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Eli Manning #10 of the New York Giants looks to pass against the Cincinnati Bengals during a preseason game at Paul Brown Stadium on August 14, 2015 in Cincinnati, Ohio.
Joe Robbins—Getty Images

It has traditionally been difficult for football fans to watch an “out-of-market” game in their home without paying for a special subscription package. For example, if you’re a fan of the New England Patriots, but you live in New York, and your team is not playing the New York Giants, New York Jets, or Buffalo Bills, and the game isn’t the Monday Night Football feature—you’re out of luck and have to watch at a bar.

This season, that will change for several games.

CBS will stream two regular season games, plus four playoff games and the Super Bowl, online for free. CBS has offered games for free in the past, but never regular season games. (The two regular season games streaming will be Jets vs. Dolphins on October 4 in London and Panthers vs Cowboys on November 26 in Dallas.)

The move represents a major step for the network and for the league, which has ramped up its digital technology efforts in the past year considerably. Last January, the NFL launched its own official YouTube channel (MLB and the NBA both had one for years). Last season it also debuted NFL Now, an ambitious new app with behind-the-scenes video, interviews, highlights, and features—but not live game video.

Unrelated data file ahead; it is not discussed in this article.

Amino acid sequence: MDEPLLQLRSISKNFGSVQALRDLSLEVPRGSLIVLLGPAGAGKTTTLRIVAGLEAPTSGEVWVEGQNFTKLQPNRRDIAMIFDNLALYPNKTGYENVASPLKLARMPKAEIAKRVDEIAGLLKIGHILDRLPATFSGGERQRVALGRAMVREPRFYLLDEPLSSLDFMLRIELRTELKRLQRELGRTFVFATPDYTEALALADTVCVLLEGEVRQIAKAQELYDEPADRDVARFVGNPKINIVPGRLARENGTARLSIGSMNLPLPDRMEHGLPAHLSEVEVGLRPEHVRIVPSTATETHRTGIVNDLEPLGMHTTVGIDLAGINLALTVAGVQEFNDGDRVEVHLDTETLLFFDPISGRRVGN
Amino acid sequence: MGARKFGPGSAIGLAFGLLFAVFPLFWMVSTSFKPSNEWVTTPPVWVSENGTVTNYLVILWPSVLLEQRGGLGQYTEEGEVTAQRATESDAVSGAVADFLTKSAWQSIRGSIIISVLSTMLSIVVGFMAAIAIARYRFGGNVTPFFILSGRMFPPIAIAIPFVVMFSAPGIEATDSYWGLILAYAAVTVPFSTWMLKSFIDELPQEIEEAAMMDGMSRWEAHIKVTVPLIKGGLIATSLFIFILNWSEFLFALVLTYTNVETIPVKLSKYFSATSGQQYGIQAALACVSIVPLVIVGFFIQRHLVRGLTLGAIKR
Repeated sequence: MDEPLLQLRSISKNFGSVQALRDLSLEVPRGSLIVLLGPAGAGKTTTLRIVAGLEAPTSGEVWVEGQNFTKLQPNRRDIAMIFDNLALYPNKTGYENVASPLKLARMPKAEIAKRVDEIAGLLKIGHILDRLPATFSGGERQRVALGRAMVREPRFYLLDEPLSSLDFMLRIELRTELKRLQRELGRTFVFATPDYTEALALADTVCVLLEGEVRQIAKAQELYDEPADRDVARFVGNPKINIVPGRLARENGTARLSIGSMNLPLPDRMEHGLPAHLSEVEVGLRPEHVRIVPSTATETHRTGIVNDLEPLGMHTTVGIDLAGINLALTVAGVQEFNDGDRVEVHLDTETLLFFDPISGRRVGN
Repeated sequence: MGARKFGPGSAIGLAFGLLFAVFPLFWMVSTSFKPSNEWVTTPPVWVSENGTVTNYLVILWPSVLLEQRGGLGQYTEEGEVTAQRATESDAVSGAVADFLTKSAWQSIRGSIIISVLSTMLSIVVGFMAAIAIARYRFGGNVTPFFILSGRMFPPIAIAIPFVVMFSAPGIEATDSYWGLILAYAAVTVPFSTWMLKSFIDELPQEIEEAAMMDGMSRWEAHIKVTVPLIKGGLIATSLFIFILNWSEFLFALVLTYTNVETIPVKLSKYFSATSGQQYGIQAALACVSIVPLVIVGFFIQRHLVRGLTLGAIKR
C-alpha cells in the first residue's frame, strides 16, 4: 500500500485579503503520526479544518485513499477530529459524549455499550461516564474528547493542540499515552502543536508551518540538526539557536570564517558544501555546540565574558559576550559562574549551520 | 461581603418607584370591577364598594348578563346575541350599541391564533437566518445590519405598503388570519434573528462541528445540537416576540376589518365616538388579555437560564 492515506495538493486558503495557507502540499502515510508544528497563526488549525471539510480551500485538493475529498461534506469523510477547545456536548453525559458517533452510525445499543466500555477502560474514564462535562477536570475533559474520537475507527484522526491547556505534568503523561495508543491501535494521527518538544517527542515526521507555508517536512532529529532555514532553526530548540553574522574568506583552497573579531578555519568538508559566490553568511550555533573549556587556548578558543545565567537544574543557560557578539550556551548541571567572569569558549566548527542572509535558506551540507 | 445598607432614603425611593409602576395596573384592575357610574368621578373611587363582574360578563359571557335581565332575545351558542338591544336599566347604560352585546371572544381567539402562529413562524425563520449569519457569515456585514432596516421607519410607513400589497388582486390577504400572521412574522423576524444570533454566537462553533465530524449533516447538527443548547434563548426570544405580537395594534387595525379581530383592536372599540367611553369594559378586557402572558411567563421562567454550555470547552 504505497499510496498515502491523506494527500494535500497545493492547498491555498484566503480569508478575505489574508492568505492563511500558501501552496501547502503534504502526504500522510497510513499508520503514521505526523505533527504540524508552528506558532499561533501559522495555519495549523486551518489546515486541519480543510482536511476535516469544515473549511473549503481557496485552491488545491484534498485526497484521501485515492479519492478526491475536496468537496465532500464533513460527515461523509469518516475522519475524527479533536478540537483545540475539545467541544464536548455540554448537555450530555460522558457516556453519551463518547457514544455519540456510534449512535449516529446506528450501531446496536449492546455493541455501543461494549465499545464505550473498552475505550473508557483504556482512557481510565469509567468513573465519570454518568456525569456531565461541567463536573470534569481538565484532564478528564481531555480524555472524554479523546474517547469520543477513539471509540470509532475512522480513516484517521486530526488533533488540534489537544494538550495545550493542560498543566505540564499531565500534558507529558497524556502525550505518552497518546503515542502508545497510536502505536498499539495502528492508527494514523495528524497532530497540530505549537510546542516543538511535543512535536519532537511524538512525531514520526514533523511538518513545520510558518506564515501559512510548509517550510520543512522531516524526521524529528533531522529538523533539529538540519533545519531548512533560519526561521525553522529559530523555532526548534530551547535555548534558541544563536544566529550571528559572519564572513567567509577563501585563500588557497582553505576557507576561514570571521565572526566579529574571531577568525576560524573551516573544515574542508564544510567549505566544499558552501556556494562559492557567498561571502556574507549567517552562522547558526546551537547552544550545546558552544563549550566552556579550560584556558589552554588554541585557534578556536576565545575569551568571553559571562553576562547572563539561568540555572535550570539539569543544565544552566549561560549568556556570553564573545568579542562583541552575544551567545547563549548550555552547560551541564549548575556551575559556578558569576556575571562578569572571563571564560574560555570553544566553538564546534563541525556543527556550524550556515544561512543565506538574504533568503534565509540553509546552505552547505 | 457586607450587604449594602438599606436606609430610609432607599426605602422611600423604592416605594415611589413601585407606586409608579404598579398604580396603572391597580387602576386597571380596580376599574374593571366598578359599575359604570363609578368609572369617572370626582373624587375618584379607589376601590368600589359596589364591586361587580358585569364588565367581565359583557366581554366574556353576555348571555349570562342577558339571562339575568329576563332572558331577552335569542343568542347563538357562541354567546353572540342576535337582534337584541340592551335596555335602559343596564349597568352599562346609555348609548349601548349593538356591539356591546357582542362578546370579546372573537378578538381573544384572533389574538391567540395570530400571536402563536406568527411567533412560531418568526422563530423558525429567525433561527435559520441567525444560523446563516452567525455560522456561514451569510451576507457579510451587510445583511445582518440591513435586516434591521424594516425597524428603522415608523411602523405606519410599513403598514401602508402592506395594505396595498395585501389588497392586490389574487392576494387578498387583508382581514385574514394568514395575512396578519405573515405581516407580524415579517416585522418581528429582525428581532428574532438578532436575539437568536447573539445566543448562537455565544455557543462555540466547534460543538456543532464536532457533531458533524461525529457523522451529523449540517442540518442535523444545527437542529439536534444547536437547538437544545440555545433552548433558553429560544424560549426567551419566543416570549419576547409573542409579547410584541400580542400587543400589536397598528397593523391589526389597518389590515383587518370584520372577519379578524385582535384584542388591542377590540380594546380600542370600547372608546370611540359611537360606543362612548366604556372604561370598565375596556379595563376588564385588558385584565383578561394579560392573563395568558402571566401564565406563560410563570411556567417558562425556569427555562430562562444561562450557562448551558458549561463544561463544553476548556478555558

Now it’s attempting to better cater to cord-cutters.

Live sports, and especially football, have long been considered a last remaining reason for many viewers to pay for cable television, but even the NFL is recognizing the need to service those who’ve left cable behind. The league’s digital chief Brian Rolapp, in an exclusive interview with Fortune last season, said as much: “We knew that the world was going to be increasingly mobile… And video was going to play an increasingly important part as access to broadband, wireless or otherwise, was becoming cheaper and more ubiquitous. So those were the big trends. And our view was, well, how do you prepare for that world?”

Rolapp also name-dropped Netflix and HBO Go, leading video-streaming services, as influences. The league, he said, wants to have “share of mind, share of eyeballs.” Streaming seven games is a play for the eyeballs the NFL no longer reaches with traditional cable.

The news about CBS comes just one month after the network announced it would live-stream all of next year’s Super Bowl ads online, as they air.

The next Super Bowl, in February, is Super Bowl 50, and in addition to beefed-up marketing by the league around that nice round number, it’s clear that a lot of technology-related changes are coming to the way the NFL operates and caters to viewers.

This article originally appeared on Fortune

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